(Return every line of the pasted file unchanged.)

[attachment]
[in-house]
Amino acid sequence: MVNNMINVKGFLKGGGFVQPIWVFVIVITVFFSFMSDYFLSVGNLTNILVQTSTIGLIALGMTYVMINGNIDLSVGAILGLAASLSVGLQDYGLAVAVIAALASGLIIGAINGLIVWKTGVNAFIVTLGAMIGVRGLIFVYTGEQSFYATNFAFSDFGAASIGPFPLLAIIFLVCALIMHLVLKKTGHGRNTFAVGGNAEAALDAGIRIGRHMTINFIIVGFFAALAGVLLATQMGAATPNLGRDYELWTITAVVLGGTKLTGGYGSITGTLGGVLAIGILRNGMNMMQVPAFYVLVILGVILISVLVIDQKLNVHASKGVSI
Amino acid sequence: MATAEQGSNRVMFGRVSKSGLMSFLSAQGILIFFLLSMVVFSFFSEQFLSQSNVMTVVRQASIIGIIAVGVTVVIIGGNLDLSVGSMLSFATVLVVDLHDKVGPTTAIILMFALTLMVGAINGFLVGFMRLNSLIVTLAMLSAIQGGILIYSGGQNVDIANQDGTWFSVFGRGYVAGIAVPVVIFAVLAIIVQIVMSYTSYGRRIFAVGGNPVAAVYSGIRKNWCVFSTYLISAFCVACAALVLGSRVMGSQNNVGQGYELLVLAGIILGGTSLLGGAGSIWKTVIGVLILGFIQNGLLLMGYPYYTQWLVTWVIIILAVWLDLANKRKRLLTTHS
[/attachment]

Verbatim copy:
[in-house]
Amino acid sequence: MVNNMINVKGFLKGGGFVQPIWVFVIVITVFFSFMSDYFLSVGNLTNILVQTSTIGLIALGMTYVMINGNIDLSVGAILGLAASLSVGLQDYGLAVAVIAALASGLIIGAINGLIVWKTGVNAFIVTLGAMIGVRGLIFVYTGEQSFYATNFAFSDFGAASIGPFPLLAIIFLVCALIMHLVLKKTGHGRNTFAVGGNAEAALDAGIRIGRHMTINFIIVGFFAALAGVLLATQMGAATPNLGRDYELWTITAVVLGGTKLTGGYGSITGTLGGVLAIGILRNGMNMMQVPAFYVLVILGVILISVLVIDQKLNVHASKGVSI
Amino acid sequence: MATAEQGSNRVMFGRVSKSGLMSFLSAQGILIFFLLSMVVFSFFSEQFLSQSNVMTVVRQASIIGIIAVGVTVVIIGGNLDLSVGSMLSFATVLVVDLHDKVGPTTAIILMFALTLMVGAINGFLVGFMRLNSLIVTLAMLSAIQGGILIYSGGQNVDIANQDGTWFSVFGRGYVAGIAVPVVIFAVLAIIVQIVMSYTSYGRRIFAVGGNPVAAVYSGIRKNWCVFSTYLISAFCVACAALVLGSRVMGSQNNVGQGYELLVLAGIILGGTSLLGGAGSIWKTVIGVLILGFIQNGLLLMGYPYYTQWLVTWVIIILAVWLDLANKRKRLLTTHS